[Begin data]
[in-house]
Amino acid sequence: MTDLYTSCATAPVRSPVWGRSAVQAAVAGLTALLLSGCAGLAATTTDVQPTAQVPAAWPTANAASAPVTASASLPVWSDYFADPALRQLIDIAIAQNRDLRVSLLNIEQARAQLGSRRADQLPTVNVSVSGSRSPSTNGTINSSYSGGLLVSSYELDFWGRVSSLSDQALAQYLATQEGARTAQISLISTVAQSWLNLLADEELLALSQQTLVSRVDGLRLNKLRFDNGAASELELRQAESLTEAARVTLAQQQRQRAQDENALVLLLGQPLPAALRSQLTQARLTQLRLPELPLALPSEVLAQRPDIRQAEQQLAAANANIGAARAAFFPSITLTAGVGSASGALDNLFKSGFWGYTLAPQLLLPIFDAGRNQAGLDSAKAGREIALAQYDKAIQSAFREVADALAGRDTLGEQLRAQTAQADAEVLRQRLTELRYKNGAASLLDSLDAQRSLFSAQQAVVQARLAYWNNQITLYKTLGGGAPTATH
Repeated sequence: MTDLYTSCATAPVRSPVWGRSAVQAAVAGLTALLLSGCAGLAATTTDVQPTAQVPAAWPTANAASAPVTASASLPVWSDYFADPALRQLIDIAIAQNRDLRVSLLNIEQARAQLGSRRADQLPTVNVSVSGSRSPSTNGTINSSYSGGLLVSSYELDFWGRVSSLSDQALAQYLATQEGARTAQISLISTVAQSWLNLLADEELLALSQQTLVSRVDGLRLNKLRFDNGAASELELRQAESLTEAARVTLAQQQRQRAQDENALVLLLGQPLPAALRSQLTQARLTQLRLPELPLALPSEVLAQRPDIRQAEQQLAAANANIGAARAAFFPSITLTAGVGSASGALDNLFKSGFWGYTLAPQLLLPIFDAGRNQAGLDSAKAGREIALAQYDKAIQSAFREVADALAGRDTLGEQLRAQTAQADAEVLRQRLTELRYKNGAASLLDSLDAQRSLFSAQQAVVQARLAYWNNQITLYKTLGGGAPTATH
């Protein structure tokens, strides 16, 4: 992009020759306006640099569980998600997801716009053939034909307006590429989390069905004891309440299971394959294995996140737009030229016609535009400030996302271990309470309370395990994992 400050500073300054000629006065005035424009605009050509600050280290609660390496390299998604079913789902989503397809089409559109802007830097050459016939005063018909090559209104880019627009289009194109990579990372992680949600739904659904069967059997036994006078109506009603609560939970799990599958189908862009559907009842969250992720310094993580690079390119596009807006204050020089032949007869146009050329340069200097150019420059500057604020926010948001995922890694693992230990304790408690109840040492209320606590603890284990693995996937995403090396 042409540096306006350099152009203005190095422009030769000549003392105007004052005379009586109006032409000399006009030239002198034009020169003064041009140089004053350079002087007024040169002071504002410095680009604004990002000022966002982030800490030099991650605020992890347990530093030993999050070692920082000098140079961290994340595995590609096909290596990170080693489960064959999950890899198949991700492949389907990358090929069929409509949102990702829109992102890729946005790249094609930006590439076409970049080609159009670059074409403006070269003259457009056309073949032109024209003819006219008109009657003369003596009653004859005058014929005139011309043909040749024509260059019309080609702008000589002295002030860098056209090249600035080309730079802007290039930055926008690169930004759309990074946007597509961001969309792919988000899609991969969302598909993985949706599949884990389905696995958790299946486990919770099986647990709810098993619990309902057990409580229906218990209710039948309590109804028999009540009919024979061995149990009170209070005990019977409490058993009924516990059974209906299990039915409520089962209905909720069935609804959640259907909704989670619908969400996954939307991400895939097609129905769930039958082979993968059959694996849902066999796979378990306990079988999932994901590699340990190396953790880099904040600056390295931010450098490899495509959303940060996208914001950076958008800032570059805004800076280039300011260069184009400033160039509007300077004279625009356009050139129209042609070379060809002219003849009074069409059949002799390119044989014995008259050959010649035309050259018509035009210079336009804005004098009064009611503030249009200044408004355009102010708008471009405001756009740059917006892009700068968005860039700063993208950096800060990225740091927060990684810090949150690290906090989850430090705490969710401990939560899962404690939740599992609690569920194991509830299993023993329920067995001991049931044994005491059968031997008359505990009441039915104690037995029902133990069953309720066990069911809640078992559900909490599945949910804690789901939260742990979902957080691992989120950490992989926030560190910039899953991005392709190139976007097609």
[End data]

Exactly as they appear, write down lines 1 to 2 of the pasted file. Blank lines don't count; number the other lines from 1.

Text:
[in-house]
Amino acid sequence: MTDLYTSCATAPVRSPVWGRSAVQAAVAGLTALLLSGCAGLAATTTDVQPTAQVPAAWPTANAASAPVTASASLPVWSDYFADPALRQLIDIAIAQNRDLRVSLLNIEQARAQLGSRRADQLPTVNVSVSGSRSPSTNGTINSSYSGGLLVSSYELDFWGRVSSLSDQALAQYLATQEGARTAQISLISTVAQSWLNLLADEELLALSQQTLVSRVDGLRLNKLRFDNGAASELELRQAESLTEAARVTLAQQQRQRAQDENALVLLLGQPLPAALRSQLTQARLTQLRLPELPLALPSEVLAQRPDIRQAEQQLAAANANIGAARAAFFPSITLTAGVGSASGALDNLFKSGFWGYTLAPQLLLPIFDAGRNQAGLDSAKAGREIALAQYDKAIQSAFREVADALAGRDTLGEQLRAQTAQADAEVLRQRLTELRYKNGAASLLDSLDAQRSLFSAQQAVVQARLAYWNNQITLYKTLGGGAPTATH